Sops: Where Is The Money?

Source: The Hitavada      Date: 21 Nov 2018 13:06:48

By L S Herdenia,

Congress in its ‘Vachan Patra’ has promised the moon to the voters. If the Congress is voted to power and if it implements its manifesto substantially-even if not wholly- it would turn the State into a veritable utopia.

 

IF ALL the promises made by Congress and BJP in their manifestos for the upcoming MP Assembly polls were to be fulfilled the State Government is destined to become bankrupt.
Congress in its ‘Vachan Patra’ has promised the moon to the voters. If the Congress is voted to power and if it implements its manifesto substantially-even if not wholly- it would turn the State into a veritable utopia.


Both the parties have promised numerous freebies but have not cared to indicate the sources from where they will raise additional funds to finance their promises.
The important highlights of the Congress manifesto are:
Farm loans would be waived, dairy farmers would get Rs. 5 per litre as bonus, small farmers will get Rs. 51,000 for the marriage of their daughters, a Gaushala will be created in every village Panchayat allowing ‘Gau Matas’ to find peaceful and untroubled earthly exit, and further free education would be offered to female students from primary to college levels.


Additionally, all 60-plus small farmers, traders, artistes, artisans, writers and workers would receive Rs. 1,000 per month as pension, as will the mentally and physically disabled. Every individual in these categories will receive a 400 square feet plot of land free of cost and Rs. 2.50 lakh for building a house on it.


Further, all centenarians will receive Rs. 1 lakh as ‘samman nidhi’; all consumers will stand to garner 100 units of power every month for Rs. 100. The 112-page document makes 973 promises with sops for everyone – from students to farmers, from the elderly to the women, from the unemployed to white-collar workers.


The million dollar question is: What is the source to finance these vast and near-unreachable promises?
A back-of-the-envelope calculation shows the Government would need at least Rs. one lakh crore to fulfil these promises. Juxtapose it against the fact that in the State’s annual budget for 2018-19, the total expenditure was pegged at 1.86 lakh crore, against a total revenue of 1.61 lakh crore – and one can imagine the sheer magnitude of the task at hand.


Of the total expenditure, the Government will be spending Rs. 1.55 lakh crore on salaries, pensions, and maintenance of existing infrastructure. The long and short of this argument is pretty simple– the Government has only about Rs. 25,000 crore for other expenditures.


The biggest and the most expensive promise in the Vachan Patra is farm loan waiver. Congress says that if voted to power, it will waive all “current and overdue” loans up to Rs. 2 lakh for all farmers. According to estimates, around 67 lakh farmers in the State cumulatively owe Rs. 70,000 crore to nationalised and co-operative banks. Of these, peasant leaders say, at least Rs. 50,000 crore will belong to the less-than-Rs. 2 lakh slot.


Thus, the Government will need Rs. 50,000 crore – one-third of its annual revenue – for the farm loan waiver alone. Some other proposed projects that involve a high cost, high-delivery metrics are:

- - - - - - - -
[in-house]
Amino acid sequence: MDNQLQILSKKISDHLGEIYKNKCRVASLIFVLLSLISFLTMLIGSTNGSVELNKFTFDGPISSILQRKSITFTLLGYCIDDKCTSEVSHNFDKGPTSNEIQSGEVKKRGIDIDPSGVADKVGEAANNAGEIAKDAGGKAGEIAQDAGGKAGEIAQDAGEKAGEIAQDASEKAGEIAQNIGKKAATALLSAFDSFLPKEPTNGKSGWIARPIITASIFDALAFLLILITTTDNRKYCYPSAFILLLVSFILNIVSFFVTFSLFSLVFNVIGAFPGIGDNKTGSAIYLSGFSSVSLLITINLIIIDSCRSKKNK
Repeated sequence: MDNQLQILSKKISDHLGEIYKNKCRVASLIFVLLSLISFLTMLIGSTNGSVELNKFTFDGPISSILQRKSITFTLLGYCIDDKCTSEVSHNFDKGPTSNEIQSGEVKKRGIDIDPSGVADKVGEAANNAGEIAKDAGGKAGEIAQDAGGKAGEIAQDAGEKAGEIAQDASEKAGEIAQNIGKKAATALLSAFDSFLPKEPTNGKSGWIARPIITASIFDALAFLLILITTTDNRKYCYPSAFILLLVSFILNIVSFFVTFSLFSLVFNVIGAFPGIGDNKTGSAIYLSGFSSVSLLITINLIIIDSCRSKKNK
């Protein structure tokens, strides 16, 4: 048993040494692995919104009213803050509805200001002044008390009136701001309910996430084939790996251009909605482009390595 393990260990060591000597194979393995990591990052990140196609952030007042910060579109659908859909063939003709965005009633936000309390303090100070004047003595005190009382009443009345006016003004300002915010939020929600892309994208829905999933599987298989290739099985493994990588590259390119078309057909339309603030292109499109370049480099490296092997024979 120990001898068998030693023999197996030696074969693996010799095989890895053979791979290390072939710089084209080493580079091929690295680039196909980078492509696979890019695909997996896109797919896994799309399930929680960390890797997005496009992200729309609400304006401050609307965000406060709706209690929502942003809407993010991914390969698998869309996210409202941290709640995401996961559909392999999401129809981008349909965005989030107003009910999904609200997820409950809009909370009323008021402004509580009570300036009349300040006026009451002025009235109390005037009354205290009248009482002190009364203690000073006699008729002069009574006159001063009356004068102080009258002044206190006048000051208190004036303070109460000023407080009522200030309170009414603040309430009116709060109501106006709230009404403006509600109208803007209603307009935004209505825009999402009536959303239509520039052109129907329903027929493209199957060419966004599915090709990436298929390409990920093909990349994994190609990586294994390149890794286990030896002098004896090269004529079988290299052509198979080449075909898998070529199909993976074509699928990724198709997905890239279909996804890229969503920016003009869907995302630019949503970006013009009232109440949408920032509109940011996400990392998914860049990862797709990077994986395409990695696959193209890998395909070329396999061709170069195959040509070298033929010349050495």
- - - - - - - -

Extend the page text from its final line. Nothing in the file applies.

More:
There are 23,006 village Panchayats in the State. If the cost of each ‘Gaushala’ is taken to be at a minimum of Rs. 3 lakh, the total expenses on this account will be pegged at Rs. 700 crore. The Government will also extend aid for buying essential material such as fodder. According to a report in 2017 by the Ministry for Food Processing of the Government of India, Madhya Pradesh was the third biggest milk producer in the country.


The State’s total milk production stood at 13.5 million metric tonnes, translating into 1,304 crore litres. And the bonus would cost a whopping Rs. 6,520 crore annually. Of course, not all of it will be sold to the milk co-operatives, however, a substantial portion would be.
In a recent survey conducted by the State Government, 1.87 crore persons had registered themselves as workers in the unorganised sector. According to the Union Ministry of Statistics, 60-plus persons form 8.6 per cent of India’s population. Thus, it can be presumed around 16 lakh unorganised workers in the State must be 60-plus. And paying them Rs. 1,000 per month as pension will mean an annual outgo of Rs. 2,000 crore.


There are around 1.26 crore BPL households in the State. Assuming that each family consumes only three cylinders a year, total expenses will amount to approximately Rs 400 crore. Interestingly, the ‘Vachan Patra’ does not have a word on how the Government will gather the requisite funds or its plans on revenue enhancement. Clearly, economics is a pale second to vote bank politics.


Just 10 days ahead of polling day the ruling BJP released its manifesto called ‘Drishti Patra’, basically wooing the youth and farmers. In a first, the party released a separate manifesto for women – considered the BJP’s dedicated voters by many – in an attempt to give them special focus.
In the manifesto of 2013, the party had promised to give bicycles to school-going girls and this time it has graduated to scooty (two -wheeler) to girl students who score over 75% marks in Class XII examination. But the document has not clarified whether these students will include those who study in CBSE affiliated schools.